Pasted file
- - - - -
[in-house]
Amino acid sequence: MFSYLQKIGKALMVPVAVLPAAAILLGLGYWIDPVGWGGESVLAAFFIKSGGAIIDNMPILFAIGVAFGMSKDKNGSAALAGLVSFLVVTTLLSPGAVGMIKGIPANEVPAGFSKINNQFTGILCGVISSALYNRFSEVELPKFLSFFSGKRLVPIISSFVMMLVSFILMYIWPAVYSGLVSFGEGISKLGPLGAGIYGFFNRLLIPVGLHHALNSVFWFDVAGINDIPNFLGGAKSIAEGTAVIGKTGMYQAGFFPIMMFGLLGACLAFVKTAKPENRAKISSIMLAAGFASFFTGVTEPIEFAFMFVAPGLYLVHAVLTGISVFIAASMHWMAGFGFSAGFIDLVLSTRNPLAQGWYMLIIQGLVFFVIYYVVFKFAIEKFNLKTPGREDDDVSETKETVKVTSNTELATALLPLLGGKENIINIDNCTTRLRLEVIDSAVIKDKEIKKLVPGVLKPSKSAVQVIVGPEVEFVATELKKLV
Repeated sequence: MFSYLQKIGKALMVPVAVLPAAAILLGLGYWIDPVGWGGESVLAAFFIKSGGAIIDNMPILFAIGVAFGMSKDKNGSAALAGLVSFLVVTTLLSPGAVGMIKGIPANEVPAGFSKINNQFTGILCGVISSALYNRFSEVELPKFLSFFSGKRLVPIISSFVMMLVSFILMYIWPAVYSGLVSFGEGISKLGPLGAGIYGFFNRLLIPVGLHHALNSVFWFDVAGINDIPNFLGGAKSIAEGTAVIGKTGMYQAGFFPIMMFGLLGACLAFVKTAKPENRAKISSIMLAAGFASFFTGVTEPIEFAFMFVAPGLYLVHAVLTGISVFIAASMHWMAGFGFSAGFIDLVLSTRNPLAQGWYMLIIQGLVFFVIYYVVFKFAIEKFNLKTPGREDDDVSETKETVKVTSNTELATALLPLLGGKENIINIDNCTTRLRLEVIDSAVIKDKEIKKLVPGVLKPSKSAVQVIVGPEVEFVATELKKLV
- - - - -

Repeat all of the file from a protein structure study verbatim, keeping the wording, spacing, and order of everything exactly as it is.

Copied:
[in-house]
Amino acid sequence: MFSYLQKIGKALMVPVAVLPAAAILLGLGYWIDPVGWGGESVLAAFFIKSGGAIIDNMPILFAIGVAFGMSKDKNGSAALAGLVSFLVVTTLLSPGAVGMIKGIPANEVPAGFSKINNQFTGILCGVISSALYNRFSEVELPKFLSFFSGKRLVPIISSFVMMLVSFILMYIWPAVYSGLVSFGEGISKLGPLGAGIYGFFNRLLIPVGLHHALNSVFWFDVAGINDIPNFLGGAKSIAEGTAVIGKTGMYQAGFFPIMMFGLLGACLAFVKTAKPENRAKISSIMLAAGFASFFTGVTEPIEFAFMFVAPGLYLVHAVLTGISVFIAASMHWMAGFGFSAGFIDLVLSTRNPLAQGWYMLIIQGLVFFVIYYVVFKFAIEKFNLKTPGREDDDVSETKETVKVTSNTELATALLPLLGGKENIINIDNCTTRLRLEVIDSAVIKDKEIKKLVPGVLKPSKSAVQVIVGPEVEFVATELKKLV
Repeated sequence: MFSYLQKIGKALMVPVAVLPAAAILLGLGYWIDPVGWGGESVLAAFFIKSGGAIIDNMPILFAIGVAFGMSKDKNGSAALAGLVSFLVVTTLLSPGAVGMIKGIPANEVPAGFSKINNQFTGILCGVISSALYNRFSEVELPKFLSFFSGKRLVPIISSFVMMLVSFILMYIWPAVYSGLVSFGEGISKLGPLGAGIYGFFNRLLIPVGLHHALNSVFWFDVAGINDIPNFLGGAKSIAEGTAVIGKTGMYQAGFFPIMMFGLLGACLAFVKTAKPENRAKISSIMLAAGFASFFTGVTEPIEFAFMFVAPGLYLVHAVLTGISVFIAASMHWMAGFGFSAGFIDLVLSTRNPLAQGWYMLIIQGLVFFVIYYVVFKFAIEKFNLKTPGREDDDVSETKETVKVTSNTELATALLPLLGGKENIINIDNCTTRLRLEVIDSAVIKDKEIKKLVPGVLKPSKSAVQVIVGPEVEFVATELKKLV